Hope sweetly reasons. He who has done so much, will He not surely give all that His people really need! Therefore it treads down all hosts of doubt, and against all timidities of reason, ‘laughs at impossibilities, and says, It shall be done!’

O Lord, we look to thy suffering Cross as our sure Hope.”

~Henry Law from Christ Is All

“Why are you cast down, O my soul, and why are you in turmoil within me? Hope in God; for I shall again praise Him, my salvation and my God.”

~Psalm 42:5

God with Us | Spurgeon

“Therefore the Lord Himself will give you a sign. Behold, the virgin shall conceive, and bear a son, and call His name Immanuel.” Isaiah 7:14 (ESV)

One of the great comforts for believers is that regardless of the difficulty of the day we know our mighty God is with us. In Charles Spurgeon’s 1854 Christmas eve sermon, he underscored that wonderful truth to those in attendance at New Park Street Chapel in London.

“He, who was from everlasting to everlasting, came to this world of time, and stood upon the narrow neck of land betwixt the two unbounded seas.

‘God with us:’ He has not lost that name, Jesus had that name on earth, and He has it now in heaven. He is now ‘God with us.’

Believer, He is God with you, to protect you; you are not alone, because the Savior is with you.

Put me in the desert, where vegetation grows not; I can still say, ‘God with us.’

Put me on the wild ocean, and let my ship dance madly on the waves; I would still say, ‘Immanuel, God with us.’

Mount me on the sunbeam, and let me fly beyond the western sea; still I would say, ‘God with us.’

Let my body dive down into the depths of the ocean, and let me hide in its caverns; still I could, as a child of God say, ‘God with us.’

Yes, and in the grave, sleeping there in corruption, still I can see the [footprints] of Jesus; He trod the path of all His people, and still His name is ‘God with us.’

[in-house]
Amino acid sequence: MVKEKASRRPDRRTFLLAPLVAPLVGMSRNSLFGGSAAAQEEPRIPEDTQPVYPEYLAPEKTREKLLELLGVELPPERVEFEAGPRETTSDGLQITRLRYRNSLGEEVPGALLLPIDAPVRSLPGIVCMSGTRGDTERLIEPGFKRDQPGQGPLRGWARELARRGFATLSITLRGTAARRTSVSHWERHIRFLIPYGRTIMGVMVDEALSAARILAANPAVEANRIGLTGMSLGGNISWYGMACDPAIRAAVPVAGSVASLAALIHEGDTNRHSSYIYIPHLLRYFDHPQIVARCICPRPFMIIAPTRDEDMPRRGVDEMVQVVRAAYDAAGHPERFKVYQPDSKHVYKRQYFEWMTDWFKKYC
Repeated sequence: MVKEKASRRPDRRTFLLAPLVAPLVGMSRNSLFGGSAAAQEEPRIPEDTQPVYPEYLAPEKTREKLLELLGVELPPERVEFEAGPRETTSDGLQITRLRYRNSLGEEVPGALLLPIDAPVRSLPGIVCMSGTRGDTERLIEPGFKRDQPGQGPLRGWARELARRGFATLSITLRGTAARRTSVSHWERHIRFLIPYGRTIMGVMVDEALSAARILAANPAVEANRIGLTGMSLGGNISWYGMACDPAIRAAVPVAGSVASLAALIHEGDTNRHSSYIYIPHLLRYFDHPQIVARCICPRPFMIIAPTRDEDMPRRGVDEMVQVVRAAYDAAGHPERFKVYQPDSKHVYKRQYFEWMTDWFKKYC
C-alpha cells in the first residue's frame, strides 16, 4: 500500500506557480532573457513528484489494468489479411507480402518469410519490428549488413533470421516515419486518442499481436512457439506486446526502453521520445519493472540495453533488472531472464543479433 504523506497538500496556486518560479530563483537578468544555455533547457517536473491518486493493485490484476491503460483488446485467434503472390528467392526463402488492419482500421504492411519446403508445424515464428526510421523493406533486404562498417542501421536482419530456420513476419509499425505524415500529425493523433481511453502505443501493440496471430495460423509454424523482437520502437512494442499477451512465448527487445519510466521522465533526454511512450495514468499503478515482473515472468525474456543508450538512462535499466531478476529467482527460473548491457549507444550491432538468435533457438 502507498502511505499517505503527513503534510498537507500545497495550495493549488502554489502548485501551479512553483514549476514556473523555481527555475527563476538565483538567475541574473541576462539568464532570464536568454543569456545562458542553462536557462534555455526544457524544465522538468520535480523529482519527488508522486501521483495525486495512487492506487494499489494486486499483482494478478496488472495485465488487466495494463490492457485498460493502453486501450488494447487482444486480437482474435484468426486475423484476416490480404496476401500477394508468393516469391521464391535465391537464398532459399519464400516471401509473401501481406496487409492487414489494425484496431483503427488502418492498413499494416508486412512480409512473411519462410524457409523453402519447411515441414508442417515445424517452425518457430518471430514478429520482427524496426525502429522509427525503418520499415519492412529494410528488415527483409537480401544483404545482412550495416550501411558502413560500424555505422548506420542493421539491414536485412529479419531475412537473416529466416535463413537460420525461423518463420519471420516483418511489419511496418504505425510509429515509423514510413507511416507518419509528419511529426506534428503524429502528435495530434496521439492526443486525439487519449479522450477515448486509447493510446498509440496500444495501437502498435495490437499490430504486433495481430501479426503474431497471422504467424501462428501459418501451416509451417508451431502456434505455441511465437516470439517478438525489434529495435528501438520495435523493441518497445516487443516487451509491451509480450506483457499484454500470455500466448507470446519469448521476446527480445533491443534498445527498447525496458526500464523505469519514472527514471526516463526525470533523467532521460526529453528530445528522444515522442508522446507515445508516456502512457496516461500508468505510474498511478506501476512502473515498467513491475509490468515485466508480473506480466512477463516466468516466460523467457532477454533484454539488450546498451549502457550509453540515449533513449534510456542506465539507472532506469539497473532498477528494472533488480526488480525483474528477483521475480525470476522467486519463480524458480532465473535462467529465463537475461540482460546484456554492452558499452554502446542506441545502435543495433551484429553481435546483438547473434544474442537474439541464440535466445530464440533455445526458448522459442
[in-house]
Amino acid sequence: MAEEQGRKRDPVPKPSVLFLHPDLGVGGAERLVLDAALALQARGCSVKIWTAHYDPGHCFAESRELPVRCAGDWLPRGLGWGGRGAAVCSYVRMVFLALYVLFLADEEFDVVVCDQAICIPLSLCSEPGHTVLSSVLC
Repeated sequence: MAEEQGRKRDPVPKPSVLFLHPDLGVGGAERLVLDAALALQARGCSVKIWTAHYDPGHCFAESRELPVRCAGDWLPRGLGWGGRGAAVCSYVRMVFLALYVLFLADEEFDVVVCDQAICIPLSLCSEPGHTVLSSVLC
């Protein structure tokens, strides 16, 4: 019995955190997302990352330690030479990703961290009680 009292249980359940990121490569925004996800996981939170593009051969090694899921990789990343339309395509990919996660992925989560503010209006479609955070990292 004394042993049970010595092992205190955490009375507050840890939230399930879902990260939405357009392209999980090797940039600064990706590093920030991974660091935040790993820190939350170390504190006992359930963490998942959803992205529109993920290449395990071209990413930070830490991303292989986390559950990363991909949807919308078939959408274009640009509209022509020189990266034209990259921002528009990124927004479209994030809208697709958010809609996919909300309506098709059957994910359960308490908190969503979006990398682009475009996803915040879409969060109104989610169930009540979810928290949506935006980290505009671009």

… Now, a happy Christmas to you all; and it will be a happy Christmas if you have God with you.”

You can read the entire sermon here.

A Restful Christmas

One of my favorite Christmases was the Christmas after I first became a Christian. I was 25 years old and I remember going to church and singing the Christmas hymns I had sung since I was a child. But that year I could relate to the words of the songs like never before. I knew in my heart that the new born King we were singing about was my King!

Earlier that year, I became a follower of the Lord Jesus Christ. My life was different. I had a peace inside like never before and  I wanted to live my life for God.

I hope you can relate to my experience those many years ago. But maybe you can’t. Perhaps you’ve gone to church all your life, but you know in your heart that you’re not a Christian. Others think you are, but you know deep down inside that you’re not.

I understand how you feel. I felt that emptiness, that restlessness, for a long time.

May I encourage you to talk to someone about how you’re feeling? You likely know someone you feel is a true Christian. You’ve watched his or her life and you know that they are a believer. If you’d like to talk to me, you can email me at rickdrob@gmail.com. I’d love to visit with you.

Also, I encourage you to read the Bible and as you’re reading ask God to help you understand what you’re reading. A good place to start is in the book of John.

Life is empty and pointless, unless it’s lived for Jesus Christ. I’m sure you’ve felt that. Someone has said that our lives are restless until they find their rest in Jesus Christ. I know that to be true.

The Bible says to seek the Lord while He may be found. That’s right now. Please don’t delay.

Edward Payson lived a couple centuries ago in America. Here’s a small portion of a message he shared around Christmas one year. He had a heart for those who had not yet found their rest in Jesus.

“Trembling sinner, … permit me to take you by the hand and lead you to Jesus.

Why do you linger, why do you hang back?